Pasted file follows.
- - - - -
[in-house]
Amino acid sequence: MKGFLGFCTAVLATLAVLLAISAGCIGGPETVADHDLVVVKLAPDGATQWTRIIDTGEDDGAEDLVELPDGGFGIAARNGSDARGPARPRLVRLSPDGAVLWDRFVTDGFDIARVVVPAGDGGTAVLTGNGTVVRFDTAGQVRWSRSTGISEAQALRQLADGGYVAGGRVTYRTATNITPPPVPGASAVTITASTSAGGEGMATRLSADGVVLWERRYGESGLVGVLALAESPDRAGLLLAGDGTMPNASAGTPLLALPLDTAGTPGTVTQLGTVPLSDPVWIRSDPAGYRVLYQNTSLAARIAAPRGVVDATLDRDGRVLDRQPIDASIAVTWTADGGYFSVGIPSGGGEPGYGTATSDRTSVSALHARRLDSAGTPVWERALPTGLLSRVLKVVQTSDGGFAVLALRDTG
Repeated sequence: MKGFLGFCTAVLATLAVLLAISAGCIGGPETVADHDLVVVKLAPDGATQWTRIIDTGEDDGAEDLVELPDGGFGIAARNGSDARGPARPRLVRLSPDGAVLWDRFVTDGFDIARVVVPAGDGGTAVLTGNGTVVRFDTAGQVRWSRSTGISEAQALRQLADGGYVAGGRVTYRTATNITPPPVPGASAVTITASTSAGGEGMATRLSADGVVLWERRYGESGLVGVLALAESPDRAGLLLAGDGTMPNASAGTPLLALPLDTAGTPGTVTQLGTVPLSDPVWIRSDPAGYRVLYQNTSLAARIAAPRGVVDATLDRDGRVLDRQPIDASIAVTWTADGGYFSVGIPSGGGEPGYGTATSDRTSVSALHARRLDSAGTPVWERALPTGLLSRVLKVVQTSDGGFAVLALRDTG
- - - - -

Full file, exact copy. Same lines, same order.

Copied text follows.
[in-house]
Amino acid sequence: MKGFLGFCTAVLATLAVLLAISAGCIGGPETVADHDLVVVKLAPDGATQWTRIIDTGEDDGAEDLVELPDGGFGIAARNGSDARGPARPRLVRLSPDGAVLWDRFVTDGFDIARVVVPAGDGGTAVLTGNGTVVRFDTAGQVRWSRSTGISEAQALRQLADGGYVAGGRVTYRTATNITPPPVPGASAVTITASTSAGGEGMATRLSADGVVLWERRYGESGLVGVLALAESPDRAGLLLAGDGTMPNASAGTPLLALPLDTAGTPGTVTQLGTVPLSDPVWIRSDPAGYRVLYQNTSLAARIAAPRGVVDATLDRDGRVLDRQPIDASIAVTWTADGGYFSVGIPSGGGEPGYGTATSDRTSVSALHARRLDSAGTPVWERALPTGLLSRVLKVVQTSDGGFAVLALRDTG
Repeated sequence: MKGFLGFCTAVLATLAVLLAISAGCIGGPETVADHDLVVVKLAPDGATQWTRIIDTGEDDGAEDLVELPDGGFGIAARNGSDARGPARPRLVRLSPDGAVLWDRFVTDGFDIARVVVPAGDGGTAVLTGNGTVVRFDTAGQVRWSRSTGISEAQALRQLADGGYVAGGRVTYRTATNITPPPVPGASAVTITASTSAGGEGMATRLSADGVVLWERRYGESGLVGVLALAESPDRAGLLLAGDGTMPNASAGTPLLALPLDTAGTPGTVTQLGTVPLSDPVWIRSDPAGYRVLYQNTSLAARIAAPRGVVDATLDRDGRVLDRQPIDASIAVTWTADGGYFSVGIPSGGGEPGYGTATSDRTSVSALHARRLDSAGTPVWERALPTGLLSRVLKVVQTSDGGFAVLALRDTG